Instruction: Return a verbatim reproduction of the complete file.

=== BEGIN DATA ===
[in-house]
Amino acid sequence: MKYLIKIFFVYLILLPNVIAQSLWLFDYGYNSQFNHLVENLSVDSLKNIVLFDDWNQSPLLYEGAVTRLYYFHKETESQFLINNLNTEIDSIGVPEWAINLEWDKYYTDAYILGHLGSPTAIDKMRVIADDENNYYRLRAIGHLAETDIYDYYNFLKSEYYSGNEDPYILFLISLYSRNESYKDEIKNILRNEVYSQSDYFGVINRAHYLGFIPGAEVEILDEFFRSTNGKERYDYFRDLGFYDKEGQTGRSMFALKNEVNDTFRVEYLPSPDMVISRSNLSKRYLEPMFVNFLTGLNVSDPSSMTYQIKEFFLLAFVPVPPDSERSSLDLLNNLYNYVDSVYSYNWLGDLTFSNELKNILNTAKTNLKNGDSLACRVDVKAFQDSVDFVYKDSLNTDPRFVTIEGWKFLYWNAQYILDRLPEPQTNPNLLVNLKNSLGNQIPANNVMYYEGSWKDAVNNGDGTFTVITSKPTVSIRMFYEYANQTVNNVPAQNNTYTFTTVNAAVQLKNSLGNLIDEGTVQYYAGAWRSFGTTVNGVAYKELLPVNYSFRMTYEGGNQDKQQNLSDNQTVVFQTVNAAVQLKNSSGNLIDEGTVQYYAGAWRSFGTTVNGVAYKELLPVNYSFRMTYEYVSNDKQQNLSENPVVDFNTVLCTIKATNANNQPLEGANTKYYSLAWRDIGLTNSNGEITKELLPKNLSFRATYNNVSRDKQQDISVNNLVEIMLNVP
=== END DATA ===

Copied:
[in-house]
Amino acid sequence: MKYLIKIFFVYLILLPNVIAQSLWLFDYGYNSQFNHLVENLSVDSLKNIVLFDDWNQSPLLYEGAVTRLYYFHKETESQFLINNLNTEIDSIGVPEWAINLEWDKYYTDAYILGHLGSPTAIDKMRVIADDENNYYRLRAIGHLAETDIYDYYNFLKSEYYSGNEDPYILFLISLYSRNESYKDEIKNILRNEVYSQSDYFGVINRAHYLGFIPGAEVEILDEFFRSTNGKERYDYFRDLGFYDKEGQTGRSMFALKNEVNDTFRVEYLPSPDMVISRSNLSKRYLEPMFVNFLTGLNVSDPSSMTYQIKEFFLLAFVPVPPDSERSSLDLLNNLYNYVDSVYSYNWLGDLTFSNELKNILNTAKTNLKNGDSLACRVDVKAFQDSVDFVYKDSLNTDPRFVTIEGWKFLYWNAQYILDRLPEPQTNPNLLVNLKNSLGNQIPANNVMYYEGSWKDAVNNGDGTFTVITSKPTVSIRMFYEYANQTVNNVPAQNNTYTFTTVNAAVQLKNSLGNLIDEGTVQYYAGAWRSFGTTVNGVAYKELLPVNYSFRMTYEGGNQDKQQNLSDNQTVVFQTVNAAVQLKNSSGNLIDEGTVQYYAGAWRSFGTTVNGVAYKELLPVNYSFRMTYEYVSNDKQQNLSENPVVDFNTVLCTIKATNANNQPLEGANTKYYSLAWRDIGLTNSNGEITKELLPKNLSFRATYNNVSRDKQQDISVNNLVEIMLNVP